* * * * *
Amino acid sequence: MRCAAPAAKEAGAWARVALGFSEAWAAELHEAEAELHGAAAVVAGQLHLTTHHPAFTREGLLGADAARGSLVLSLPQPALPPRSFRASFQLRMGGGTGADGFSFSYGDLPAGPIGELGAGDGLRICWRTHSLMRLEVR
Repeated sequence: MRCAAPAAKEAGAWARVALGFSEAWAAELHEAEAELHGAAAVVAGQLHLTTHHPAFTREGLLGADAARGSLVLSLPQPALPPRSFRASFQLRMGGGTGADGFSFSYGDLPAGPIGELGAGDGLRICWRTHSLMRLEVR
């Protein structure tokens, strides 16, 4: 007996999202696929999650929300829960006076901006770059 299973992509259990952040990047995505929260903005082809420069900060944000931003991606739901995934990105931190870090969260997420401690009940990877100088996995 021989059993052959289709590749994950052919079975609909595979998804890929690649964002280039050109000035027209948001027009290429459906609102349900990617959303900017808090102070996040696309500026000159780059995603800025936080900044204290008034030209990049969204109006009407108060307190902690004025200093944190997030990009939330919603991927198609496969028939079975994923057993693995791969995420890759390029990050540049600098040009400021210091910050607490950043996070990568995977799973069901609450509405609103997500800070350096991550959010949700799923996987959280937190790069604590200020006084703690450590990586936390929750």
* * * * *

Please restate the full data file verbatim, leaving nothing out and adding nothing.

Amino acid sequence: MRCAAPAAKEAGAWARVALGFSEAWAAELHEAEAELHGAAAVVAGQLHLTTHHPAFTREGLLGADAARGSLVLSLPQPALPPRSFRASFQLRMGGGTGADGFSFSYGDLPAGPIGELGAGDGLRICWRTHSLMRLEVR
Repeated sequence: MRCAAPAAKEAGAWARVALGFSEAWAAELHEAEAELHGAAAVVAGQLHLTTHHPAFTREGLLGADAARGSLVLSLPQPALPPRSFRASFQLRMGGGTGADGFSFSYGDLPAGPIGELGAGDGLRICWRTHSLMRLEVR
């Protein structure tokens, strides 16, 4: 007996999202696929999650929300829960006076901006770059 299973992509259990952040990047995505929260903005082809420069900060944000931003991606739901995934990105931190870090969260997420401690009940990877100088996995 021989059993052959289709590749994950052919079975609909595979998804890929690649964002280039050109000035027209948001027009290429459906609102349900990617959303900017808090102070996040696309500026000159780059995603800025936080900044204290008034030209990049969204109006009407108060307190902690004025200093944190997030990009939330919603991927198609496969028939079975994923057993693995791969995420890759390029990050540049600098040009400021210091910050607490950043996070990568995977799973069901609450509405609103997500800070350096991550959010949700799923996987959280937190790069604590200020006084703690450590990586936390929750």